Invasive species are a major driver of change in biodiversity and ecosystem functioning. My research seeks to understand how invasive species influence community structure and ecosystem processes and to assist in predicting and mitigating their impacts. I approach this topic using experimental and theoretical techniques. In the field, I've studied the impacts of many invasive species introduced in Patagonia, Argentina, including deer (Cervus elaphus and Dama dama), wild boar (Sus scrofa), yellow wasps (Vespula germanica), cattle (Bos taurus), and pines (Pinus contorta). To gain a global perspective on impacts of invaders, I have reviewed key literature on plant origin and invasiveness, and compared impacts in the native and introduced ranges. These comparisons allow me to identify the mechanisms that promote invasion and help to focus resources on viable management strategies.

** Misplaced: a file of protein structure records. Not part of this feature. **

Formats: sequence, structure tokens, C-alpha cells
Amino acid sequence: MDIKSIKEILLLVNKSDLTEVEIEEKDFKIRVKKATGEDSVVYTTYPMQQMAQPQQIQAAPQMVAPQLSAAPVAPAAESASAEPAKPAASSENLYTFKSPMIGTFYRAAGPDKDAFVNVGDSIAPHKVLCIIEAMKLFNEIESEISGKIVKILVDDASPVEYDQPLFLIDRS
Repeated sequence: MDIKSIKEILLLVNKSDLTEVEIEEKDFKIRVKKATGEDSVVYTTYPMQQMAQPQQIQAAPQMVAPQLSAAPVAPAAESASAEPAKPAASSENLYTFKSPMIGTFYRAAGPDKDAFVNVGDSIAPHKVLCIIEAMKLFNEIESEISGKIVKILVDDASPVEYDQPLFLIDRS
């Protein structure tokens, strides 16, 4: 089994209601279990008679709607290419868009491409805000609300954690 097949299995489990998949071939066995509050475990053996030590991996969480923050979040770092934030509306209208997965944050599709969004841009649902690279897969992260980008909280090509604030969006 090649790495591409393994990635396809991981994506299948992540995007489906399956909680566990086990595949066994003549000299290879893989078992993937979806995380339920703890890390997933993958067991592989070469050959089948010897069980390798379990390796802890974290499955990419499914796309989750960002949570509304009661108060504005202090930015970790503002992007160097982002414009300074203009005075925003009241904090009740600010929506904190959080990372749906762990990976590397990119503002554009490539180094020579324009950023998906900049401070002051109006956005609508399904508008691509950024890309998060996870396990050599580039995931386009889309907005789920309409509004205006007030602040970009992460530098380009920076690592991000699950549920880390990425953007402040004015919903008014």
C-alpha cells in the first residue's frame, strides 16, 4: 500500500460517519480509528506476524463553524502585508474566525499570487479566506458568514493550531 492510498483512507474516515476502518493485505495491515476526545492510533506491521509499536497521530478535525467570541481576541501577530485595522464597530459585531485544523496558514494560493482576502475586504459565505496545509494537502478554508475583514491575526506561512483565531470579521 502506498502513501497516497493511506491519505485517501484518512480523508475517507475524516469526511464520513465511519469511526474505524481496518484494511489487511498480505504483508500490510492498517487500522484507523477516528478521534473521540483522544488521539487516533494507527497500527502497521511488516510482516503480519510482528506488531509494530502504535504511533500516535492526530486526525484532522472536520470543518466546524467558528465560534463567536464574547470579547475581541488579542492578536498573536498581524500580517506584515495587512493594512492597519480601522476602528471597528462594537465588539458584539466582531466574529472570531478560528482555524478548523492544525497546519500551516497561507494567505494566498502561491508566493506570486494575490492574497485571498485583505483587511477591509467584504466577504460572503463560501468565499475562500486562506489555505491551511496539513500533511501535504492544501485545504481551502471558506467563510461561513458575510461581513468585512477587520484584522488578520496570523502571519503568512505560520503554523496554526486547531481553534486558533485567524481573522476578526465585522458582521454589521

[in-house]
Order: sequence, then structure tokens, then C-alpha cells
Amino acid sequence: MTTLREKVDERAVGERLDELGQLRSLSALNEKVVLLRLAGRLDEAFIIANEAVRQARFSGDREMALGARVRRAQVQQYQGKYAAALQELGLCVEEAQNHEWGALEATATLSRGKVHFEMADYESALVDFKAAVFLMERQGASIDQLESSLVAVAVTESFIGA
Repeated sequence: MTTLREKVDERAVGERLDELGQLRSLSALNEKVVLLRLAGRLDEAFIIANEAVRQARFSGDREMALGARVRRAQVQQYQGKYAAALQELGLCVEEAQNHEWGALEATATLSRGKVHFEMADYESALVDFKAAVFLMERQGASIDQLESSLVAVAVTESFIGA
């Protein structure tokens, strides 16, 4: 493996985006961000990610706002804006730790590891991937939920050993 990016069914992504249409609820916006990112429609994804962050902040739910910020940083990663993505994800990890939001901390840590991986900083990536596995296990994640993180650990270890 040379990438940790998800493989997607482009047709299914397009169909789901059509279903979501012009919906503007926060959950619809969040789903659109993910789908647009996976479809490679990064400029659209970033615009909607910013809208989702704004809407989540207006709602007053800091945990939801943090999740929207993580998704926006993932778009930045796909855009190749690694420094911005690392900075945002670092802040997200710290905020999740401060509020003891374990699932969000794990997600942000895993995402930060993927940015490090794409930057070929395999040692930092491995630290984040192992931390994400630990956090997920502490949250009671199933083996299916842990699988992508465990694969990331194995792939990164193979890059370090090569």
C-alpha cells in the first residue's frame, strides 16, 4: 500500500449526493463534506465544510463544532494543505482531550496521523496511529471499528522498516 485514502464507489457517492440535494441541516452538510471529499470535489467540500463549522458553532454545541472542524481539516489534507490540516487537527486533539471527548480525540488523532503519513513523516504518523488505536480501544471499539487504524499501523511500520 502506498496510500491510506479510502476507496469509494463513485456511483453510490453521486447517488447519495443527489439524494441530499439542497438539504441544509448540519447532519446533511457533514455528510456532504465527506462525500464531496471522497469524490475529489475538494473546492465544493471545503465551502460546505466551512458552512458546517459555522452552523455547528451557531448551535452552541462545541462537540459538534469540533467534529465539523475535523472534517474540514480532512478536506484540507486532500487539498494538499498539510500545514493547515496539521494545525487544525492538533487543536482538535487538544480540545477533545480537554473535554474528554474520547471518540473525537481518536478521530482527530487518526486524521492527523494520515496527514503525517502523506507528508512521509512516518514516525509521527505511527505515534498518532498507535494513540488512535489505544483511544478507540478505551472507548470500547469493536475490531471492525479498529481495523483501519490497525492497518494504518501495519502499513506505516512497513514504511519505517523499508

The importance of within-species genetic diversity on ecosystem functioning is growing in prominence. Genetic variation within a species can have strong effects on population, community, and ecosystem processes. For example, different plant genotypes can have strong effects on the population dynamics of associated arthropods. Moreover, differences in plant genotypes can influence both above- and below-ground ecosystem processes such as primary productivity, litter quality, decomposition rates, and nutrient cycling. Working in collaboration with Greg Crutsinger, we explored the influence of genetic diversity across ecosystem boundaries and under climate change.